Coca Cola Surprisingly Introduces its First Ever Alcoholic Beverage

Yep, you did not read anything wrong. Coca-Cola is introducing an alcoholic canned drink in Japan. In a shocking launch for a US beverage company related to cola and other non-alcoholic refreshments.

While Coca-Cola did fiddle with the wine business in the 1970s, the Japanese idea of alcoholic beverage is interesting in the organization's 125-year history. The new offering is stated to be in Japan's developing "Chu-Hi" class of refreshments.
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The new introduction is a canned drink that incorporates liquor; customarily, it is made with refined refreshment called Shochu and soda, in addition to some flavor enhancing.

Chu-Hi beverages are available in various flavors, for example, grape, strawberry, kiwi and white peach and sometimes it supplants Shochu with vodka. The drink, which for the most part has in the vicinity of three and nine percent liquor and is marketed by leading Japanese beverage companies, like Asahi, Kirin, and Takara, is particularly popular with the youngsters, college goers and the women in Japan.
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In any case, Garduno, Coca-Cola Japan President Garduno said the dispatch of Chu-Hi beverages ought not to be viewed as a forerunner of the organization's goals somewhere else. It bodes well to try this out in the Japanese market believes Garduno. He also thinks the way of life in his home country is still exceptionally interesting and extraordinary, thus many a thing that is conceived here will remain here and need not necessarily be adopted by other countries.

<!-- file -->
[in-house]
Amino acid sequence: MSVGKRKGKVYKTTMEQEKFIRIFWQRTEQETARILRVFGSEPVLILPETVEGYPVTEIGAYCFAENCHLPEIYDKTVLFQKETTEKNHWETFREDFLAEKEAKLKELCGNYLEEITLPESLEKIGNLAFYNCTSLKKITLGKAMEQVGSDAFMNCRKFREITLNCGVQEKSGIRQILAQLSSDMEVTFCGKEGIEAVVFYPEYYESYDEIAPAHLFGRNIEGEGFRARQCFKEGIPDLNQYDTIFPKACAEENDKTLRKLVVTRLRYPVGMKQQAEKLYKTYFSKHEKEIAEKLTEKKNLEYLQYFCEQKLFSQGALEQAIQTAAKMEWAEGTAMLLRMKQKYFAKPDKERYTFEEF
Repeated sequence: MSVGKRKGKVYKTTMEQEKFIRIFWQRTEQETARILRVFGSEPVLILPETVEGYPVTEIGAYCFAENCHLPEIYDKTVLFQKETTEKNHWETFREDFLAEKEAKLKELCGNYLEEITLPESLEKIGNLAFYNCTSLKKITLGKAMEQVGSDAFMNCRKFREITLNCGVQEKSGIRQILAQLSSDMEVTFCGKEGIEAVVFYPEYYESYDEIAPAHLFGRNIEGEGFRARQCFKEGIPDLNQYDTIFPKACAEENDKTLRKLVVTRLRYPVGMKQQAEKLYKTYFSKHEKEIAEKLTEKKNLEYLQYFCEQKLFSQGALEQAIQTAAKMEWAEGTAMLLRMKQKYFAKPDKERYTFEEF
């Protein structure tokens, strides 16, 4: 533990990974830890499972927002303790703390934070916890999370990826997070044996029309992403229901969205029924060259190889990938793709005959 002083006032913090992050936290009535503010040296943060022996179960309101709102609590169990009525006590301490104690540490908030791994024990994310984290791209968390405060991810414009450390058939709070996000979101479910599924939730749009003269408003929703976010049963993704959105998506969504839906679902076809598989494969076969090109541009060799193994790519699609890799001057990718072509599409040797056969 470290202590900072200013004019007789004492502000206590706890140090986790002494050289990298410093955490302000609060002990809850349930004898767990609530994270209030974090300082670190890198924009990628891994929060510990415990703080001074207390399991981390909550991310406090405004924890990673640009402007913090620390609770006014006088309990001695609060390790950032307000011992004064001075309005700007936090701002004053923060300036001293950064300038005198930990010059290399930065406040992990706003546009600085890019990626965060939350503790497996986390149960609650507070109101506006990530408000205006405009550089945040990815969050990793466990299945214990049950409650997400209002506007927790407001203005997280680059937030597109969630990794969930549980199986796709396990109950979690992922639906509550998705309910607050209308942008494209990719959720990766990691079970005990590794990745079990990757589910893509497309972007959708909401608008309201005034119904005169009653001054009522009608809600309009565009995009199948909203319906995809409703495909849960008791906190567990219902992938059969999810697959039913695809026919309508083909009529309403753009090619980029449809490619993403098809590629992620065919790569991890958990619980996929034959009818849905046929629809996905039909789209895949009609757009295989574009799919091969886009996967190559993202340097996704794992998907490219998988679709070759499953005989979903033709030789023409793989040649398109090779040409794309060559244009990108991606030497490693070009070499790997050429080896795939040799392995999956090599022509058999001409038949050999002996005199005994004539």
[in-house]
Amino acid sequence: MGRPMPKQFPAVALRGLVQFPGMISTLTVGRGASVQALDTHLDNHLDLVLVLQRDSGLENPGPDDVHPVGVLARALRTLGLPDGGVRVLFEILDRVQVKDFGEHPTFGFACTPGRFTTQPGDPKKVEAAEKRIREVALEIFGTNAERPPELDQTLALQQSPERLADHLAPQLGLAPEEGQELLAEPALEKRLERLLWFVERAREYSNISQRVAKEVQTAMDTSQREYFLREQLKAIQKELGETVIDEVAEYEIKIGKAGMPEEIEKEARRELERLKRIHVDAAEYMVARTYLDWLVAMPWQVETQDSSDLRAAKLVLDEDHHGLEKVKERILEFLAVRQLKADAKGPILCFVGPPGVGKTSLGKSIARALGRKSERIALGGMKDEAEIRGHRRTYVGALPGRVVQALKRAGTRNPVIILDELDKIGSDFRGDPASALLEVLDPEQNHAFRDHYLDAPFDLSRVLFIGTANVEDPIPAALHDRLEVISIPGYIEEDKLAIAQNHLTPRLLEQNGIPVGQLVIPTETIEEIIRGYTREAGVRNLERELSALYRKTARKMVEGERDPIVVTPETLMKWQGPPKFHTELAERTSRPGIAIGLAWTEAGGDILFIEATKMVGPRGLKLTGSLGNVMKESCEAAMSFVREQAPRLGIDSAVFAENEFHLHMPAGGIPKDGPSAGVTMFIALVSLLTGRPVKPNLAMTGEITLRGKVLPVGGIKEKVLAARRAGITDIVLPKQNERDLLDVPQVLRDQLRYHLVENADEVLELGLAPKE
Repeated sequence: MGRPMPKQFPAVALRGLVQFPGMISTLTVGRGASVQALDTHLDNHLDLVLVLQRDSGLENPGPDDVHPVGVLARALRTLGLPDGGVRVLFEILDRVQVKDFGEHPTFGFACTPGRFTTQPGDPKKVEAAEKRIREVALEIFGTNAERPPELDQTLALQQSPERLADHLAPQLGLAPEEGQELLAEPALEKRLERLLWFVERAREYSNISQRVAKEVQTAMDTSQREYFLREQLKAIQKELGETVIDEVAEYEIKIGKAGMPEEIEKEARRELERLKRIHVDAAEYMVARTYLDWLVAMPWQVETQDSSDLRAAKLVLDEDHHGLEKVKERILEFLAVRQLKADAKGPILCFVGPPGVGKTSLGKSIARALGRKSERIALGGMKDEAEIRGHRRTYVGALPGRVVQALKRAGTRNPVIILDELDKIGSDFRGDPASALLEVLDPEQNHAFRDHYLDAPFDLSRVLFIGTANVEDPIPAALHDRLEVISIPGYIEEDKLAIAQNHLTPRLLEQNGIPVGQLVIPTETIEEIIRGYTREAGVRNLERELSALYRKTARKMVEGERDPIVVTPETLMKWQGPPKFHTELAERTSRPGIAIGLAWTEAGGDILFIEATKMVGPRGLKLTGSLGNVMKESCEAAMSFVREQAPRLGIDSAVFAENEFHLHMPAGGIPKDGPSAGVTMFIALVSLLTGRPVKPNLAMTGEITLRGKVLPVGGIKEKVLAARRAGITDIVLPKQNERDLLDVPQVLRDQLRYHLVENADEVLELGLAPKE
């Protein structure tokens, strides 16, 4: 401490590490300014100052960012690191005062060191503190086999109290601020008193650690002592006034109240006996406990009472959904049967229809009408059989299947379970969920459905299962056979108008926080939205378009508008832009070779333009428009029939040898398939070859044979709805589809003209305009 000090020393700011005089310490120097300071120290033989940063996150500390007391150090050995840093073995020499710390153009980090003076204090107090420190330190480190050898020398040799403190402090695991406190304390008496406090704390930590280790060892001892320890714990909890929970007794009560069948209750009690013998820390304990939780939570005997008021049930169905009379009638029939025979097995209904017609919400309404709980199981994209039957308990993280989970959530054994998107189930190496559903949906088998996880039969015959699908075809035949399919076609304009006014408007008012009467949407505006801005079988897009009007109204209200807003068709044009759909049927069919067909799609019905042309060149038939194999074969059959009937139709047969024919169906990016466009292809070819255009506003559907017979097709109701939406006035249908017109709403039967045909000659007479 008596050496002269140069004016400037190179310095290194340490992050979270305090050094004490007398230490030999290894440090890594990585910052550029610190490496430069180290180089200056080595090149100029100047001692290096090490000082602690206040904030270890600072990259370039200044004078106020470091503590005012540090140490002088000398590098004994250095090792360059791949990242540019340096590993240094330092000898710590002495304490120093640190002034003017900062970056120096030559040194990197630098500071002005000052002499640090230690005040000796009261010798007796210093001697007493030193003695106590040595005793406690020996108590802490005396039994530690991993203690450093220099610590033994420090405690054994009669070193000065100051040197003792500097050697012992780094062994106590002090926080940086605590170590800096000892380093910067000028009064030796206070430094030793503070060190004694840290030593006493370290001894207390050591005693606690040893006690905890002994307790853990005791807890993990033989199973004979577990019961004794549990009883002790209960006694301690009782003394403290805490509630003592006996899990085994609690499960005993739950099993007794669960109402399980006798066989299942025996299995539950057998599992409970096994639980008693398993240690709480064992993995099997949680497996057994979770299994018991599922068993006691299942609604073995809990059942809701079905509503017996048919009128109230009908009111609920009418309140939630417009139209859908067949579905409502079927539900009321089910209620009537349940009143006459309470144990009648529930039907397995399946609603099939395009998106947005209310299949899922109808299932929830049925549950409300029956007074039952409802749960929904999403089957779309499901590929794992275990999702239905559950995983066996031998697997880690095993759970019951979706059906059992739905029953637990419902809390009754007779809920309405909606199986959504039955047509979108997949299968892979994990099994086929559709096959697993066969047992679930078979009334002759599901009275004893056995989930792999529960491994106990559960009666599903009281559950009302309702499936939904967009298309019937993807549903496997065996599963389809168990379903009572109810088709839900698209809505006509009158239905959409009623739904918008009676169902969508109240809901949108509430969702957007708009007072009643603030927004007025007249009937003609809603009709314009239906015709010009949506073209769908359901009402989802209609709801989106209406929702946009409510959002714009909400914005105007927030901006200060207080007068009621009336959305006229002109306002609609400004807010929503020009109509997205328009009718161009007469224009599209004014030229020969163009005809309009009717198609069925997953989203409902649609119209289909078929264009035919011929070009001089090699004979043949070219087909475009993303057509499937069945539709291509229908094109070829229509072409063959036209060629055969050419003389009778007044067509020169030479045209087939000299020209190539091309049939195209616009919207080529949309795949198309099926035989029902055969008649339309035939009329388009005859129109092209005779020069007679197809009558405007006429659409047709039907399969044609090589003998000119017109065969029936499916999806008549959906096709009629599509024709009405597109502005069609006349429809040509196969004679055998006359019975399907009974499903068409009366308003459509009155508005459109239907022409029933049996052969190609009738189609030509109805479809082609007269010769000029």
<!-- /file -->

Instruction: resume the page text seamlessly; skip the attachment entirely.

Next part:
All things considered, the move is a piece of a more extensive crusade by Coca-Cola to enhance past soft drinks when buyers in the US and other markets are backing off sweet beverages and diet colas out of health and wellbeing concerns.
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Coca-Cola in 1977 tried to broaden and experiment with wine, buying Taylor Wines of New York and setting up Wine Spectrum that included Sterling Vineyards and Monterey Vineyard. However, Coca-Cola left the business six years after and sold Spectrum for S$263 million.

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